To preserve this idyll, the Bailiwick’s waste management relies on the production of solid recovered fuels (SRF) and technology by Lindner.
Limited space, fewer tonnes, but still maximum productivity: as special requirements need smart solutions, Lindner’s Polaris 1800 shredder has been in operation at the company Island Waste, which is part of the Guernsey Recycling Group, since early 2019. Now that a year has passed, Matthew Cox, Guernsey Recycling Group’s Operations Director, takes stock: ‘The logistics of getting the shredder on-site alone were quite an adventure. Here on Guernsey, the availability of suitable hoisting equipment is relatively limited. Consequently, we had to build the facility around the shredder and clear a whole row of bushes to get from the ferry to the construction site by lorry. But the effort was well worth it. Lindner’s Polaris 1800 currently transforms about 8 metric tons of municipal waste per hour into alternative fuel. However, the shredder still has significant power reserves for possible future expansion. We can highly recommend this solution from Lindner and its regional service partner Machtech Services.’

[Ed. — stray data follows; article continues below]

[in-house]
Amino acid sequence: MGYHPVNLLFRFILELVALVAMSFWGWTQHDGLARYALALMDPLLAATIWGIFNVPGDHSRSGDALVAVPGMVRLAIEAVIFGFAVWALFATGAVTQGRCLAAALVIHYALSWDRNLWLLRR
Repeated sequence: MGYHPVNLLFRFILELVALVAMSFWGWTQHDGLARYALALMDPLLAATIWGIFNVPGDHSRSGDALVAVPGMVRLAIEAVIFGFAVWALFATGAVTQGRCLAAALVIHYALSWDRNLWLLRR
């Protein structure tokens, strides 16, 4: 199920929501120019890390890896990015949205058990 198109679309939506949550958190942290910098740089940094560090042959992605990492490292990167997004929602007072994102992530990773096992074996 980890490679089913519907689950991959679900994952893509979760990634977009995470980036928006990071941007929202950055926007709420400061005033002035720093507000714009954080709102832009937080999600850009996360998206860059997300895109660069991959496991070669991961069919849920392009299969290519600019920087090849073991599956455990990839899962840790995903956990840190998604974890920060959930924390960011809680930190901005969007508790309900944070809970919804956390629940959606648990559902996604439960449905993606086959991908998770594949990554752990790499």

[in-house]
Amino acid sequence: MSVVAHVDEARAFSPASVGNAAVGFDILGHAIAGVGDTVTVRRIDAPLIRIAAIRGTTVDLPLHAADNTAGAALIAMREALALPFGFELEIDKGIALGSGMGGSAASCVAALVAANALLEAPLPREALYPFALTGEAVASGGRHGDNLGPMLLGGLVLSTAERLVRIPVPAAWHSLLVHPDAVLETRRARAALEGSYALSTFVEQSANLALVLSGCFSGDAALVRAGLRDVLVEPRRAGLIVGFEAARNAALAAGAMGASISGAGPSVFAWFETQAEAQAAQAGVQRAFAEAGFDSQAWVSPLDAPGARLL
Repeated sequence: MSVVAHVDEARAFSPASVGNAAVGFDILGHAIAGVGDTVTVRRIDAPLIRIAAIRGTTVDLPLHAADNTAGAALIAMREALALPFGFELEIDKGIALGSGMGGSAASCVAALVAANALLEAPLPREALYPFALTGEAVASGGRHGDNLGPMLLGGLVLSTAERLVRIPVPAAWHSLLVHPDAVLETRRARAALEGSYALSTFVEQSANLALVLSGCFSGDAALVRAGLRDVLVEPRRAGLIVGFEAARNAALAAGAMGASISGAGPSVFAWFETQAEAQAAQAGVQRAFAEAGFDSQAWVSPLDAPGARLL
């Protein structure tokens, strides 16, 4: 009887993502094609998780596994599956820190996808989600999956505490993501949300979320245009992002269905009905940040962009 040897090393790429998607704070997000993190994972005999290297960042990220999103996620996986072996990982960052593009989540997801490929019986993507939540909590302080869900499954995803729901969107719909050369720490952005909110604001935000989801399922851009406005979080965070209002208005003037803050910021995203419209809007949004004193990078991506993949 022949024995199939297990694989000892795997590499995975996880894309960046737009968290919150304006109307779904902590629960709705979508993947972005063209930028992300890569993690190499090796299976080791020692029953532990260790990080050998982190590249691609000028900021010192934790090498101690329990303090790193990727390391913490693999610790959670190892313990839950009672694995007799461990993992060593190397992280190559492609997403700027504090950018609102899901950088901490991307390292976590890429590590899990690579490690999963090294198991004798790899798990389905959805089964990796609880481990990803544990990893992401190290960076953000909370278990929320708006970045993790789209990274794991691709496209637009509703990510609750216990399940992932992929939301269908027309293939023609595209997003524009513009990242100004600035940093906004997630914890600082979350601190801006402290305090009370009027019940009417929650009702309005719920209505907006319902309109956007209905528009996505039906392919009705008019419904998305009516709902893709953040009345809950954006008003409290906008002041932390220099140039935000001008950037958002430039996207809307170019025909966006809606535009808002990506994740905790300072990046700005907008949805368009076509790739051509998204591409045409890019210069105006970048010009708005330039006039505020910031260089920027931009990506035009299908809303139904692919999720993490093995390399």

The possible applications for Lindner shredders – like that at Island Waste – are endless, and not just on islands. Producing SRF in a single step is also perfect for areas with less waste, as Marco Egger, Area Sales Manager at Lindner Recyclingtech, knows: ‘With our smallest Polaris shredder we serve a very specific market. The biggest advantage, apart from the lower investment costs, is that only a magnetic separator is required in addition to the shredder to transform it into a complete system solution.’ That means that even in sparsely populated or exposed areas where the construction of a large processing facility is not feasible, more than 15 metric tons of solid recovered fuels can be produced per hour. ‘With this project at Island Waste on Guernsey, we have shown that we can always offer the perfect technology – even for small-scale projects. After all, it is always better to turn waste into a valuable resource than to dispose of it at a high cost or have waste contaminating the environment in landfills,’ concludes Egger.